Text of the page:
Pickup Trucks Are Suddenly Hot in China

Rapturous for the Ford F-150 Raptor.

by on Dec.05, 2016

Ford's soon plans to start shipping the newly updated to F-150 Raptor to China.

They’re banned in Beijing, as well as Shanghai and a number of other cities, but pickup trucks are still expected to be the hot ticket when the Guangzhou Motor Show opens up to the public later this month.

In fact, import trucks like the Ford F-150, as well as little domestic models, are one of the hottest segments of the Chinese auto industry right now, with IHS Automotive expecting a 14% increase in sales for all of 2016, about double the pace of the overall market’s growth.

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And despite hefty import incentives, that’s enough to encourage Detroit-based makers to expand pickup export plans, Ford, for one, planning to start shipping its F-150 Raptor model to China starting in 2017.

(Strong pickup demand helps revive U.S. market in November. Click Here for the story.)

The idea of exporting American-made pickups to China might “seem strange, like a creative batch of fake news,” wrote Mike Dunne, a veteran Chinese automotive analyst and columnist for Forbes, but stranger things have been known to happen in what is now the world’s largest motor vehicle market.

Pickups have traditionally been seen as nothing more than work trucks and, in many parts of China, they’re not even allowed on public roads during the daytime, while many major cities ban them entirely.

A domestic Chinese pickup, the Great Wall Steed.

Meanwhile, in an effort to improve fuel economy and address endemic smog problems, regulators have been tipping the scale towards small, high-mileage cars and electric vehicles.

But a few cities have reversed course of late, in part to help stimulate a cooling domestic economy. Four provinces, Yunnan, Liaoning, Hebei and Henan, have launched trial programs that allow pickups to be driven in urban centers at all times, according to a report by the Reuters news service.

And that’s just the sort of opening American automakers have been hoping for.

Until now, the vast majority of pickups sold in China are what locals call pika-pika, stripped down trucks used to hold goods and equipment on farms and work sites.

But the Detroit makers are now targeting larger, higher-end opportunities with products like the Ford Raptor. General Motors, meanwhile, will begin shipping over U.S.-made Chevrolet Silverados and the smaller Colorado pickup, starting next year.

These aren’t being targeted at the average Chinese worker. American-made trucks are saddled with a 25% import tariff, on top of the 17% value-added tax, or VAT, which means the Raptor starts at $80,000 – compared to $48,325 in the U.S.

There's been a burgeoning Chinese gray market for imported pickups like this Ram 1500.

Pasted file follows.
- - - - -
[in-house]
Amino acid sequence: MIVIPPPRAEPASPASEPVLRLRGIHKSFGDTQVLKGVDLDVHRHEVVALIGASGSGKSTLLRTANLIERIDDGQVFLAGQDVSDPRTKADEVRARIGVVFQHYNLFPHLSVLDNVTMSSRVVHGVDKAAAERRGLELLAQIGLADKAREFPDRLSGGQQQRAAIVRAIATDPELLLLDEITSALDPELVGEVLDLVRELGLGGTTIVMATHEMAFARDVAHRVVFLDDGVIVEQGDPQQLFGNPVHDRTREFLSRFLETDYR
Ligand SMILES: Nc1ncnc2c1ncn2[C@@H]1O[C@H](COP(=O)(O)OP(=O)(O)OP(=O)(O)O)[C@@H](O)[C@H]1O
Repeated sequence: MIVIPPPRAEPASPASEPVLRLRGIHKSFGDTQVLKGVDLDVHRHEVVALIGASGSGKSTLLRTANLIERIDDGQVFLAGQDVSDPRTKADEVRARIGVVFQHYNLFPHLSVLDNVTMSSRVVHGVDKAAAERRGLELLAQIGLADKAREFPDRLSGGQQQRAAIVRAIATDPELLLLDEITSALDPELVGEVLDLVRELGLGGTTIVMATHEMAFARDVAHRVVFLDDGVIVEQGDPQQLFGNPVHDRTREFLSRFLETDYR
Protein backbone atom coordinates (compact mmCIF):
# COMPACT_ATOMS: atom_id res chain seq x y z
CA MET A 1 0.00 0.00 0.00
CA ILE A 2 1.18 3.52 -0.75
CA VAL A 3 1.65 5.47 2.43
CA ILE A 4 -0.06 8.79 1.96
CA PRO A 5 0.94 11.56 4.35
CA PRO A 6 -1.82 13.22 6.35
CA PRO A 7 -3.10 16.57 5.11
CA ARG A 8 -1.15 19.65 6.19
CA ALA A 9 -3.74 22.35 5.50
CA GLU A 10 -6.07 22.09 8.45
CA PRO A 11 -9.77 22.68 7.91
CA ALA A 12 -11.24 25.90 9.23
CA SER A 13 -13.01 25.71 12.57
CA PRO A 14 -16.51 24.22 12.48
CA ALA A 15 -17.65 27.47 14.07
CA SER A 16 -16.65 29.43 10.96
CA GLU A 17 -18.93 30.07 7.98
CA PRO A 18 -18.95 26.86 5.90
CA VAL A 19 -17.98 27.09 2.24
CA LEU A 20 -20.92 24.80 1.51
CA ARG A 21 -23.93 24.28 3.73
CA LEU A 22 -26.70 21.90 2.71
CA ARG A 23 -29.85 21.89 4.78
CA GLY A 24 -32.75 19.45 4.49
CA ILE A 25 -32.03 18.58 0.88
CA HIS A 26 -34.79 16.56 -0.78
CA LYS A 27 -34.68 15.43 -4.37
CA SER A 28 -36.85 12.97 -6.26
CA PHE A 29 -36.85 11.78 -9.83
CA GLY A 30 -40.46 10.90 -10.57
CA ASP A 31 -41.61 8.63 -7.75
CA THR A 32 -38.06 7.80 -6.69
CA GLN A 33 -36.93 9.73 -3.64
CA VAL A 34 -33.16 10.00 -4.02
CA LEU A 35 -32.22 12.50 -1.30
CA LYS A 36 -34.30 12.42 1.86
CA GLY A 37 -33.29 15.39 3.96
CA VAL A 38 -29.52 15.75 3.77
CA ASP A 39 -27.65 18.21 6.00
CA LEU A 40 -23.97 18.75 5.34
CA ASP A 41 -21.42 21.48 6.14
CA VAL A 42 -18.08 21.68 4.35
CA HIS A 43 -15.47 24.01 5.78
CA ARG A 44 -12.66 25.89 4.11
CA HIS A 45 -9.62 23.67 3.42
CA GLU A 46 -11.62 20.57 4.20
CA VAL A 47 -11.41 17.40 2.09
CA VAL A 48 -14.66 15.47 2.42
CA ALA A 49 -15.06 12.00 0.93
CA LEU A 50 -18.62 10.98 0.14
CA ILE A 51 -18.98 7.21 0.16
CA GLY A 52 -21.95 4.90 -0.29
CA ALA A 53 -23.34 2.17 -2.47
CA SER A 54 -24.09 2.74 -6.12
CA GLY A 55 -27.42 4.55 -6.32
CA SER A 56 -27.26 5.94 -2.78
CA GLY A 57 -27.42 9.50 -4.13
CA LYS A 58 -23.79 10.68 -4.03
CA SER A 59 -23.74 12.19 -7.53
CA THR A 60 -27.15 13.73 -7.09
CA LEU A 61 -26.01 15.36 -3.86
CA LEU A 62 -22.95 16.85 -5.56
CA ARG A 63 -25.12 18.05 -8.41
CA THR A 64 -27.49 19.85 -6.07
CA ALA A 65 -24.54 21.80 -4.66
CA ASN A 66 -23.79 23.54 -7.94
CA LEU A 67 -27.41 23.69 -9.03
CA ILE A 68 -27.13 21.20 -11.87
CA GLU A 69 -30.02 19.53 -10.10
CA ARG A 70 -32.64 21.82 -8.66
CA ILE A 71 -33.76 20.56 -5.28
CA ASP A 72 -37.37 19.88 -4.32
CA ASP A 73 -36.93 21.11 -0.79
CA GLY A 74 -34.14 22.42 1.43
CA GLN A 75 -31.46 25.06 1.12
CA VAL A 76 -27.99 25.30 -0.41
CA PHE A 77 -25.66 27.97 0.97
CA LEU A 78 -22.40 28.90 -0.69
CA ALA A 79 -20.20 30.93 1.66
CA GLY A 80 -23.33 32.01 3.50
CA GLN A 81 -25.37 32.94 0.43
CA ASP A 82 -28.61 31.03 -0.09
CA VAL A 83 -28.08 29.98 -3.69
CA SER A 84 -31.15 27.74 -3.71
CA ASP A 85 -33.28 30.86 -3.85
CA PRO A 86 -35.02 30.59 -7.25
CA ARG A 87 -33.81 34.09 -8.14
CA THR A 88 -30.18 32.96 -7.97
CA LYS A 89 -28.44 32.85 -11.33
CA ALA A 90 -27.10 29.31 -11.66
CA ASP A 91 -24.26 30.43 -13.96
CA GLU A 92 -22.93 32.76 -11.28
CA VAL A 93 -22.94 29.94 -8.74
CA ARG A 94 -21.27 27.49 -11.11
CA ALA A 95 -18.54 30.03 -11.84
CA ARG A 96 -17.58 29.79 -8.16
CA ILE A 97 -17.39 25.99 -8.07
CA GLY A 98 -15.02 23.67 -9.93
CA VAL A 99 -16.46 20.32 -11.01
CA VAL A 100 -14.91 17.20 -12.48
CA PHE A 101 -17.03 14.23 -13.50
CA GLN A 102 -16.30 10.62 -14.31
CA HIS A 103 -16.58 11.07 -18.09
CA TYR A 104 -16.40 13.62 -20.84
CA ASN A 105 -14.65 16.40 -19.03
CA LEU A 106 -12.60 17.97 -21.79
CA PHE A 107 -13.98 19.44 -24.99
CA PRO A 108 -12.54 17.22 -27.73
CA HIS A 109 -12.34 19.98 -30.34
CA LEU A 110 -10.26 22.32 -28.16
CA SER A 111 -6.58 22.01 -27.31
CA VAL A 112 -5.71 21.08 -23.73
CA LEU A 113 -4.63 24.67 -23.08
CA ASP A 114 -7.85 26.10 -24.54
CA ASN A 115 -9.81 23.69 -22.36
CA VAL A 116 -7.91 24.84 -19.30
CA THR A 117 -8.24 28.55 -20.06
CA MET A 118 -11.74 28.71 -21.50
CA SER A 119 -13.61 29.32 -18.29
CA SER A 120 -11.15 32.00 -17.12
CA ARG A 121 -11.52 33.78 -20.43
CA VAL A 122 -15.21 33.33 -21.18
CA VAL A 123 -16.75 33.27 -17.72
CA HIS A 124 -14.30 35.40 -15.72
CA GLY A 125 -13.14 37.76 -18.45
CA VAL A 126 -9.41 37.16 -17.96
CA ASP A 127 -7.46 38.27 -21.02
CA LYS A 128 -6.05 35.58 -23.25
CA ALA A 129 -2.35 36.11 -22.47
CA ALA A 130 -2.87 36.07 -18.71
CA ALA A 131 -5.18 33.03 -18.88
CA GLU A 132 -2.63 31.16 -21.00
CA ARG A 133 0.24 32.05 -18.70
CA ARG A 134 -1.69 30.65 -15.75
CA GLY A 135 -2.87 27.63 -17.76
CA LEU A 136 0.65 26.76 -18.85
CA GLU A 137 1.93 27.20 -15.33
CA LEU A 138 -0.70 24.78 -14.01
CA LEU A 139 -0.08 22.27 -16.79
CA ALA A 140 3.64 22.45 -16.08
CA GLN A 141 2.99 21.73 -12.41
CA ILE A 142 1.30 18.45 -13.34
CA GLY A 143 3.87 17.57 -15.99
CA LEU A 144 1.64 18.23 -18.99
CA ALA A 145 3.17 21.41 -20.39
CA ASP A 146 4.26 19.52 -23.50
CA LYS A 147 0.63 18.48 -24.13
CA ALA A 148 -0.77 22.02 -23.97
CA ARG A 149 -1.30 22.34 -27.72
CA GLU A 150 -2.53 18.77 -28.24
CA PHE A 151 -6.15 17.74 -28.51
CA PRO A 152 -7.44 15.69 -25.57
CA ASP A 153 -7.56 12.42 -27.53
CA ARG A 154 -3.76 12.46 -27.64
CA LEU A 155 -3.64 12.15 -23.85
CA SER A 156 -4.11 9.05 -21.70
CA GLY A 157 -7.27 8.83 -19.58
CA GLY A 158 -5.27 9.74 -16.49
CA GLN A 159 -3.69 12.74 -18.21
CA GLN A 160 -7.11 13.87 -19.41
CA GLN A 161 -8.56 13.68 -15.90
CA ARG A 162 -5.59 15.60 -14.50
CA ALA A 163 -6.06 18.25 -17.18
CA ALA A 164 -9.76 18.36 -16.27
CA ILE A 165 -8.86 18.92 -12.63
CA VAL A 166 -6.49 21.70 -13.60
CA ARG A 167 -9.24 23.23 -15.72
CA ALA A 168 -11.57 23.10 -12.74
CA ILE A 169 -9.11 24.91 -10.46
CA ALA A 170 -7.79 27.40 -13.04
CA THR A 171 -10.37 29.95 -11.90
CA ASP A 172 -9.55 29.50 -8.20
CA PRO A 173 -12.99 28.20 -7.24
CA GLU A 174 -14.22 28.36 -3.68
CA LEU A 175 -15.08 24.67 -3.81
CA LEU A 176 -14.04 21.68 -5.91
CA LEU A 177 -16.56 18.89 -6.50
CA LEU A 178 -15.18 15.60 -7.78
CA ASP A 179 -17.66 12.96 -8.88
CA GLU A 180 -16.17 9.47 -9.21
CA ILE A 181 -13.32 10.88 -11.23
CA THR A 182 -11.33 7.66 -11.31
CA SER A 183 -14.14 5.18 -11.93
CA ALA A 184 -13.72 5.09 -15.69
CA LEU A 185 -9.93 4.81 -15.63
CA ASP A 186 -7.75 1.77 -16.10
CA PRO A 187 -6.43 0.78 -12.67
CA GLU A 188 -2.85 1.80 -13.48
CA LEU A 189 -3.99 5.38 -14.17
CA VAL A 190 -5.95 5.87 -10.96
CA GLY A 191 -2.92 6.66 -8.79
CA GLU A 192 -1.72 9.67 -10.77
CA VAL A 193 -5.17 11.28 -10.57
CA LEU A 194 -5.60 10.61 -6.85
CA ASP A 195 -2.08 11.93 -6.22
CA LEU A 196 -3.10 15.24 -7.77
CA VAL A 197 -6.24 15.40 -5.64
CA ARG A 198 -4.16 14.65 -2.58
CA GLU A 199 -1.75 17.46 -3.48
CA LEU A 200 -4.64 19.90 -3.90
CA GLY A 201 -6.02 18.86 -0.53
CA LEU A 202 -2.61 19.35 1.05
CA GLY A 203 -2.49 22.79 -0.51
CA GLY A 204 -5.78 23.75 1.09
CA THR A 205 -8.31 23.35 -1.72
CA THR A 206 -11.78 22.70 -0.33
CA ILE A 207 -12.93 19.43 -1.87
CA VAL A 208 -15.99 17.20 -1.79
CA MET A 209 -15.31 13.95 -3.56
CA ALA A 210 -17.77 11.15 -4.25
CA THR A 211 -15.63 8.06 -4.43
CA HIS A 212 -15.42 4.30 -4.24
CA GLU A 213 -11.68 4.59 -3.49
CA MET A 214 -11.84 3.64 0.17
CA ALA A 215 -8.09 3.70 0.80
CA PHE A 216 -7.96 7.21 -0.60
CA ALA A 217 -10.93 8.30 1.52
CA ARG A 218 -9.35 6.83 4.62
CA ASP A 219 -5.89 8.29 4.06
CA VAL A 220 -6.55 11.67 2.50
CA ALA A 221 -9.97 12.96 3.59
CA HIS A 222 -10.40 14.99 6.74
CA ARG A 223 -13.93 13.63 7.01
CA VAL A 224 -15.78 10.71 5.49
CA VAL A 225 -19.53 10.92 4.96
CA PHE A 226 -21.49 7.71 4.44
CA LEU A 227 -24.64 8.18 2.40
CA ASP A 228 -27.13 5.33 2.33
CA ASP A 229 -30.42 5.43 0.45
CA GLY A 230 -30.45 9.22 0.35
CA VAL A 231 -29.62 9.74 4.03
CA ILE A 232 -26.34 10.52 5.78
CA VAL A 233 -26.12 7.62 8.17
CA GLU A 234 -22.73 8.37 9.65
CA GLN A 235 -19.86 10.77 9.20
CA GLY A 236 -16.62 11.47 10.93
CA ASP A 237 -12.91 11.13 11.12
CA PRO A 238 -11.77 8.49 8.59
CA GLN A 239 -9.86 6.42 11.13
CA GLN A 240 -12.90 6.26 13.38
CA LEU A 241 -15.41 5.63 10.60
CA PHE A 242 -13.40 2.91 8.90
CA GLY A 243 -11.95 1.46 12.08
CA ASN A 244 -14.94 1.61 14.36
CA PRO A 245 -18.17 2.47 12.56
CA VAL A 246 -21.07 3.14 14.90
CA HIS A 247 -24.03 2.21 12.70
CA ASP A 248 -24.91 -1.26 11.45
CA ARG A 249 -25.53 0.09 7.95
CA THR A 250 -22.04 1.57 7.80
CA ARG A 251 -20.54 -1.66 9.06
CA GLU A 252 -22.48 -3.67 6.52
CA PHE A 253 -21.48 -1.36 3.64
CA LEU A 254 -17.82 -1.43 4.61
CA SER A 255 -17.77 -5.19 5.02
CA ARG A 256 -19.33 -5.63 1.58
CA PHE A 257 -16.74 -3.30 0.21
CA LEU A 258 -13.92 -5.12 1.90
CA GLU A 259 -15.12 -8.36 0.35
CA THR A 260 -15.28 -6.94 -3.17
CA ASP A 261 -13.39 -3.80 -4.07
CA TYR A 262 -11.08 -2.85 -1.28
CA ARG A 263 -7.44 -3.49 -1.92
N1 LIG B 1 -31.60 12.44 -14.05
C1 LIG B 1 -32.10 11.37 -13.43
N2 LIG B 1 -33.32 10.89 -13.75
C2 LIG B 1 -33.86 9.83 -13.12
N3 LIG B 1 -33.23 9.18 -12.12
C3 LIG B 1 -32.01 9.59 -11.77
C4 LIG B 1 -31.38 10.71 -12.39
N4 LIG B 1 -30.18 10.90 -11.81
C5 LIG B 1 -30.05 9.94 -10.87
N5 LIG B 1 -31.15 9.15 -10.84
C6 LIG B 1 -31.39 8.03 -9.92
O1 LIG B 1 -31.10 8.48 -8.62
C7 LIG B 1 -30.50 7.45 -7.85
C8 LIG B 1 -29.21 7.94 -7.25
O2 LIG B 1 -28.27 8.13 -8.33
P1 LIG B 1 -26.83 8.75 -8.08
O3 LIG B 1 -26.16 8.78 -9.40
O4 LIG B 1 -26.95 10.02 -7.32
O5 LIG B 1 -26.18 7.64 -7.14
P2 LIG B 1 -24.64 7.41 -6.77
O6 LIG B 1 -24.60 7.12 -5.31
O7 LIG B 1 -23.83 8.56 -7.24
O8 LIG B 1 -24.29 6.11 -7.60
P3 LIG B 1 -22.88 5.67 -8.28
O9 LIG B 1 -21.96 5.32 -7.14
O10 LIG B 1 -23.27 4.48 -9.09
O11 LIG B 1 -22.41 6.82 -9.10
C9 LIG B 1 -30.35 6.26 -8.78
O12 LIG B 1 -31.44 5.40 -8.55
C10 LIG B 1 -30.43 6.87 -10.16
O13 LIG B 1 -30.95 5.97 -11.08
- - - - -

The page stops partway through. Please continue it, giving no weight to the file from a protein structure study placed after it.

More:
(China thumbs nose, raises tariffs on imported luxury cars. Click Here for the latest.)

Ford, meanwhile, is studying other pickup options, possibly including other versions of the F-150, as well as the Ranger, a smaller truck it could ship over from Thailand.

Detroit makers aren’t the only ones who see an opportunity. Toyota now sells its Tundra in China. It remains to be seen if Mercedes-Benz, which recently confirmed it will use a Nissan platform as the base for a luxury pickup, might also target the Chinese market.

Pickups appeal to China’s growing class of wealthy car buyers who are willing to pay for something different, according to analysts. There are also those who need something more flexible than the commercial vans that are commonplace on the country’s roads.

Chinese officials are hoping that the opening of the pickup market will do more than just stimulate imports. In Hebbei Province, a key goal  of the experiment is to boost sales and production of the trucks made by local manufacturer Great Wall. Whether they will try to copy the sort of trucks companies like Ford and GM are delivering remains to be seen, but domestic makers have seldom been shy about imitating foreign rivals when they sense an opportunity.

On the other hand, Detroit makers could always add production of their trucks in China were they to sense enough potential demand. And without the import tariffs they’d see a sharp cut in prices – something that has helped them boost demand in other segments.

Despite this year’s double-digit growth, however, pickups remain a small niche in the big Chinese market. Domestic and import manufacturers combined are expected to sell a total 368,791 of the vehicles by the end of this year, forecast IHS. That’s a mere 1.4% of China’s overall light vehicle sales – compared to 15%, or 2.7 million overall, in the U.S.

(Last Chrysler 200 rolls off the line as FCA converts Detroit plant to make more pickups. Click Here for the story.)

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